Use of influence lines

In the first guide, influence lines, I wrote about the use of influence lines to find favorable or non-deployable forces, maximum or minimum force load on a structure. In this guide, I will present two examples of how it looks. It is very possible that you will calculate such things in class.

The first example.
Let us assume that a car with the pressure of the left wheel 45kN and the right car 30 kN moves on the bridge with the static scheme given below.

Our task will be to find the greatest and smallest value of force that the wheels in the A support will cause.

We’re looking for VAmax. and VAmin..

First, we start with drawing LI for support A. The graph below will immediately contain the setting of forces to the maximum and minimum values.
Before calculating, we need a formula to calculate the maximum force and minimal, it looks as follows.

V_{A} = \Sigma P_{i} * \eta _{i},

where:
P – working force
η – the ordinate of the impact line graph under force (we can calculate the ratio)

Let’s go to calculations. Here is a IW Va diagram immediately with visible P1 and P2 strength settings.

We’re looking for  V_{A,max}, so
V_{A,max} = \Sigma P_{i} * \eta _{i},
where:
P_{1} = 45,00kN,\; \; \eta _{1} = 1
P_{2} = 30,00 kN,\; \; n_{2} = 0,60

V_{A,max} = 45,00 * 1 + 30,00 * 0,6 = 63,00 kN – the largest force.

 

Now, V_{A,min}, so
V_{A,min} = \Sigma P_{i} * \eta _{i},
where:

P_{1} = 45,00kN,\; \; \eta _{1} = -0,1
P_{2} = 30,00 kN,\; \; n_{2} = -0,50

V_{A,min }= 45,00 * (-0,10) + 30,00 * (-0,50) = -19,50 kN – the smallest force.

Second example.
When using Winkler’s unevenness, calculate the maximum bending moment in the α-α cross-section in a free-domed beam loaded with conjugate forces. Beam diagram below.

We start by drawing Li for the bending moment in the α-α cross-section, but first I will present the formula for Winkler’s inequality, it looks as follows.

\frac{W_{P}}{W_{l}+P_{m}}< \frac{X_{a}^{'}}{X_{a}}< \frac{W_{p}+P_{m}}{W_{l}}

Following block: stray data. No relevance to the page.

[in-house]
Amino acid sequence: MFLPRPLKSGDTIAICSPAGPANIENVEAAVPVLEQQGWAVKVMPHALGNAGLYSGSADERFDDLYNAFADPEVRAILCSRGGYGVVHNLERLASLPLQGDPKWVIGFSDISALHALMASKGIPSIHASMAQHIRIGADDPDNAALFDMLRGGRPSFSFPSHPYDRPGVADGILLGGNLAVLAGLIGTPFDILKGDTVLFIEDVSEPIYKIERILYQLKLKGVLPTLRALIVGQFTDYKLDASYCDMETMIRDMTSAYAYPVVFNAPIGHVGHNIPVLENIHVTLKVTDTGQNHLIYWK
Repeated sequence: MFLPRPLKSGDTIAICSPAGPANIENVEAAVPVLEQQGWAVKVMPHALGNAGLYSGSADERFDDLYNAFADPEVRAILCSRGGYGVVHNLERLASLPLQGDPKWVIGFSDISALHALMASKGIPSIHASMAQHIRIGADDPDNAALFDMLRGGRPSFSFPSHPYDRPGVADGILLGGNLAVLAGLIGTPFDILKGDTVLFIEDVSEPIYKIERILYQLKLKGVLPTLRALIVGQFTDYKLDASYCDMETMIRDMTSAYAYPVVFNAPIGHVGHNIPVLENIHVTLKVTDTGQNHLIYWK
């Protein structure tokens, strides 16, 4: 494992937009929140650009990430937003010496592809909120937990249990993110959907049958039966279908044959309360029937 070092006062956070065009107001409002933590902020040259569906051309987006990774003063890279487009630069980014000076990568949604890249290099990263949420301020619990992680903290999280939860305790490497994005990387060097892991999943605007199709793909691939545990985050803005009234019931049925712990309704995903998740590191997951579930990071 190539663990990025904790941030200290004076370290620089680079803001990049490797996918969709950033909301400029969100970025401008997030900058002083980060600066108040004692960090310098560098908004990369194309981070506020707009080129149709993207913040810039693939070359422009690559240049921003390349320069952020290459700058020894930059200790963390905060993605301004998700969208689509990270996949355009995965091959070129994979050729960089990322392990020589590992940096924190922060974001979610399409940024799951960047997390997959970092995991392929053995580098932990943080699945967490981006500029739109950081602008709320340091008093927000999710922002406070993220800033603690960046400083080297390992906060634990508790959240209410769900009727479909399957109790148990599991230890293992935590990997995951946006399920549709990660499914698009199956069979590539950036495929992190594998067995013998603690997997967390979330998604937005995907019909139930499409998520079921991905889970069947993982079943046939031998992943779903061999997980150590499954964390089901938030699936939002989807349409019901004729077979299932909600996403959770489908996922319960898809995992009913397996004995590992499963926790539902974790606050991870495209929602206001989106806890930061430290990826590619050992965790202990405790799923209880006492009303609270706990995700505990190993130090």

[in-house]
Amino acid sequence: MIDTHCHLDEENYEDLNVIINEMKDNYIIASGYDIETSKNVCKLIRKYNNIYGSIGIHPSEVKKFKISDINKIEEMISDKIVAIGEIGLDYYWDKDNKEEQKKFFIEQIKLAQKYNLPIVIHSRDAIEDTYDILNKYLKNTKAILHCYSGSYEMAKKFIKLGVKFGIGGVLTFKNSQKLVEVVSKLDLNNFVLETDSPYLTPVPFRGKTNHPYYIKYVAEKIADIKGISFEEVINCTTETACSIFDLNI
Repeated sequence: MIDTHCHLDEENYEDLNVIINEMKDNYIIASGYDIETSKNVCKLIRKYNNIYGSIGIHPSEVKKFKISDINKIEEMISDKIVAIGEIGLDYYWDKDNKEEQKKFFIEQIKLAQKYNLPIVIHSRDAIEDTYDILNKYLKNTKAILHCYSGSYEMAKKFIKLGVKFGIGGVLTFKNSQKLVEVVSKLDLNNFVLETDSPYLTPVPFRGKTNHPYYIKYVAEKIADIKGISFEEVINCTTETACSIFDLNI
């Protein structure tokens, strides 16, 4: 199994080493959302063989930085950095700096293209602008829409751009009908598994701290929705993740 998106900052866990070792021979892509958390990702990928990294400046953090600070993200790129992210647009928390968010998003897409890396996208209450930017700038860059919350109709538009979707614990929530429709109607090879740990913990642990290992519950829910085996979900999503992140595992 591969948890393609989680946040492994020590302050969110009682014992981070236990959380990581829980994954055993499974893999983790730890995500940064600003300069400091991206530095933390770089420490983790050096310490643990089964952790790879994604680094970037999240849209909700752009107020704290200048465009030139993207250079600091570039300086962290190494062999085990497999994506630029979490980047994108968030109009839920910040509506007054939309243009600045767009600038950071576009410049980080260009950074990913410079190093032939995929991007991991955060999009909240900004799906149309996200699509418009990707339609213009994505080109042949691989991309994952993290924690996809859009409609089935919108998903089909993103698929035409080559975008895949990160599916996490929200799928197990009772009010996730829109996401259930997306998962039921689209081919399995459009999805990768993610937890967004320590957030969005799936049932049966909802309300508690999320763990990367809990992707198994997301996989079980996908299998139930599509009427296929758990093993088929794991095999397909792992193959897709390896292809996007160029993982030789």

Wp – forces on the right side
Wl – forces on the left side
Pmax – maximum force
X’α – distance on the right side
Xα – distance on the left side

To find the maximum bending moment, we first need to find the most unfavorable force setting visible in the diagram above. That’s what Winkler’s inequality will do. However, in order to find this unfavorable setting, these forces must be shifted. While solving this example, I was lucky because I found the solution the first time.
The largest of the center group’s forces is set above ηmax. It looks like this.

We have to fulfill Winkler’s inequality, let’s check.

W_{p} \mapsto 4 + 1 + 3
W_{l} \mapsto 2 + 3
P_{max} \mapsto 4
X_{\alpha }^{'} \mapsto 7
X_{\alpha } \mapsto 3

\frac{4+1+3}{2+3+4}< \frac{7}{3}< \frac{4+1+3+4}{2+3}

0,888 <2,3 <2,4

Inequality is met, this is the most unfavorable setting of forces!

Now we can go to the calculation of the maximum bending moment in the α-α cross-section.
As in the previous task, we will use the formula:

M_{max}^{\alpha -\alpha } = \Sigma P_{i} * \eta _{i}

\eta _{max} = \frac{(X_{\alpha } * X_{\alpha }^{'})}{l} = \frac{(3 * 7)}{10} = 2,10m

Then we calculate the remaining η from Talesa.

\eta _{1} = \frac{1}{3}* \eta _{max} = \frac{1}{3} * 2,1 = 0,70m

\eta _{2} = \frac{2}{3}* \eta _{max} = \frac{2}{3} * 2,1 = 1,40m
\eta _{3} = \eta _{max}
\eta _{4} = 1,80m
\eta _{5} = 1,50m
\eta _{6} = 1,20m

Bending moment M_{max}^{\alpha -\alpha }  from the influence line.

M_{max}^{\alpha -\alpha } = P_{1} * \eta _{1} + P_{2} * \eta_{2} + P_{3} * \eta_{3} + P_{4} * \eta_{4} + P_{5} * \eta_{5} + P_{6} * \eta_{6}

M_{max}^{\alpha -\alpha } = 2,00 * 0,70 + 3,00 * 1,40 + 4,00 * 2,10 + 4,00 * 1,80 + 1,00 * 1,50 + 3,00 * 1,20

M_{max}^{\alpha -\alpha } = 26,30 kNm

At the end I will add that you have to practice, practice and rehearse to master particular issues.
The above two examples are a drop in the sea of tasks that you can get, but knowing well in the lines of influence, you can handle each task. The tasks I have presented are examples to show you how to use impact lines.